Determination of Lease

In a country like India, the transfer of property is not possible for every individual because of economical issue. The permanent or absolute transfer is a luxury for some people, but a temporary transfer is something that has given every citizen the right of enjoying any property. One of the modes of transferring property for a particular period of time is Lease.

The lease[1] is a transfer of an interest in the property for a stipulated period of time without transferring the ownership of that property. In a lease, right of possession is transferred instead of the right of ownership. Transferor here is called the lessor and the transferee i.e. the one enjoying the property for a period is called the lessee.

At the same time, it is important to recognize the conditional precedents essentials for ending the lessor and lessee relationship, so that a relationship based on equity can be sustained and when it’s not, can be repudiated. Such repudiation can be expressly or impliedly be done subject to the occurrence or non-occurrence of an event. Determination of lease means termination or end of the contract of lease. After the determination of the lease, the legal relationship between them came to an end.[2].

S.111 of The Transfer of Property Act 1882 provides the condition when the legal relationship between parties recognized under S.105 0f TPA 1882 can be terminated. One of the conditions provided under the same section is “by forfeiture’’ which is vulnerable to be waived by the satisfactory fulfilment of S.112 of TPA.

Determination of lease: –

A lease of immovable property determines-

(a) by efflux of the time-limited thereby,

(b) where such time is limited conditionally on the happening of some event-by the happening of such event.

(c) where the interest of the lessor in the property terminates on, or his power to dispose of the same extends only to, the happening of any event-by the happening of such event.

(d) in case the interests of the lessee and the lessor in the whole of the property become vested at the same time in one person in the same right.

(e) by express surrender, that is to say, in case the lessee yields up his interest under the lease to the lessor, by mutual agreement between them.

(f) by implied surrender.

(g) by forfeiture; that is to say, (1) in case the lessee breaks an express condition which provides that, on breach thereof, the lessor may re-enter; or (2) in case the lessee renounces his character as such by setting up a title in a third person or by claiming the title in himself; or (3) the lessee is adjudicated an insolvent and the lease provides that the lessor may re-enter on the happening of such event; and in any of these cases, the lessor or his transferee gives notice in writing to the lessee of his intention to determine the lease.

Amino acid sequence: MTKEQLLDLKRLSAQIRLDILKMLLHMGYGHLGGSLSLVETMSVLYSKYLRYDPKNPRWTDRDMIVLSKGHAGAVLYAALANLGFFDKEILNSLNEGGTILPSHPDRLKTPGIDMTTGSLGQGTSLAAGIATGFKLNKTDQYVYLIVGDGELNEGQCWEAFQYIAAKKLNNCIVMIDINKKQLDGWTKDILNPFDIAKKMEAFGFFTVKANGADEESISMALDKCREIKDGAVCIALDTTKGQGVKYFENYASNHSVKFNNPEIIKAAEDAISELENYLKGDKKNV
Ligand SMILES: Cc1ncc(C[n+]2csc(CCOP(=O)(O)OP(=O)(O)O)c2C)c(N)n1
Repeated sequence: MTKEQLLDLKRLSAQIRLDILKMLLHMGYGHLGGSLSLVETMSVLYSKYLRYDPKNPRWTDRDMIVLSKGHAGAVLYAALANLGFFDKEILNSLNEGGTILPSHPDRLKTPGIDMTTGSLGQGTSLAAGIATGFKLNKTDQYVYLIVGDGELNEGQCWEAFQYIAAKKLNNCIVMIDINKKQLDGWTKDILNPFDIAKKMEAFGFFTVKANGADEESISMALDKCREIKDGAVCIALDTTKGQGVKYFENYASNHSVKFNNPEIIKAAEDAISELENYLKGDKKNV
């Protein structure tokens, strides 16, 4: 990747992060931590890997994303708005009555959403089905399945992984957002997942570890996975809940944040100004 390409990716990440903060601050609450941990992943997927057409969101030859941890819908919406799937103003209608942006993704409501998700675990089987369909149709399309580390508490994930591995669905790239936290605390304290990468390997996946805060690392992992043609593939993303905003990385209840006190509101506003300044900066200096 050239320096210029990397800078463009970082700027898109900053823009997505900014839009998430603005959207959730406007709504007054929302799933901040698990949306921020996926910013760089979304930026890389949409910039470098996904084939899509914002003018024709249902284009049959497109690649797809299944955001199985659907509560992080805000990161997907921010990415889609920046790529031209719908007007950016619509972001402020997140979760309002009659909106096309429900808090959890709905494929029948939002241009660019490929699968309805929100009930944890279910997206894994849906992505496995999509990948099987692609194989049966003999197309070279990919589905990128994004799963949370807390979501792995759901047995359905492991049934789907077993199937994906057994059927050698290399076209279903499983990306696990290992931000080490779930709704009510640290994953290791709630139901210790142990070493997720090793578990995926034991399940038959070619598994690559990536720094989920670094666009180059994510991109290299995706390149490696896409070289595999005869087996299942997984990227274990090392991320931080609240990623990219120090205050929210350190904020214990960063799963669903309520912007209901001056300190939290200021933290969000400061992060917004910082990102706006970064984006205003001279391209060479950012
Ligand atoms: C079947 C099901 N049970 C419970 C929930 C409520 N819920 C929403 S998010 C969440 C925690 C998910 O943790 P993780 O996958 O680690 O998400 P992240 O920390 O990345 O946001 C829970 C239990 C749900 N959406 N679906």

(h) on the expiration of a notice to determine the lease, or to quit, or of intention to quit, the property leased, duly given by one party to the other.[3]

Clause (a): Efflux Of Time

Leases for a definite period expire on the last day of the term, and the lessor or any other person entitled to the reversion may enter without notice or other formality provided there is no ‘holding over’ within the meaning of sec. 116. Accordingly, clause (a) has to be read with sec. 116. Where before the determination of the lease by efflux of time the lessee applies to the custodian for confirmation of the lease under sec. 5A. East Punjab Evacuees’ Administration of Property) Act, 1947 and the custodian impliedly assents to his continuing in possession, the lessee does not become a trespasser — Thakar Das V Custodian [4]

Tenancy getting terminated by efflux of time, the tenant is not entitled to any statutory notice to quit — P. S. Bcdi v Project & Equipment Corporation[5]. The Supreme Court has reiterated this principle in M. Vijayalaxmi v G. Goverdhan Reddy[6].

In view of the expression ‘law abhors a forfeiture’, which has almost become a legal maxim, a lessee is entitled to relief against forfeiture at the appellate stage since a ‘suit’ includes an ‘appeal’. But when the lease stood determined by efflux of time, the grant of relief under sec. 114 would be entirely out of place — Shyamlal v Nanda Rani[7]

No notice to quit is necessary when the action for ejectment is brought after the lease has expired and the tenancy has come to an end by efflux of time. When it is not shown that the lessors accepted rent after the termination of the lease, the lessees are tenants by sufferance, being in no better status than trespassers and are liable to ejectment without notice — Chandi Charan v Ashulosh[11] and Md. Fazthzzaman v Anwar Husain[12].

Clause (b): Contingent Term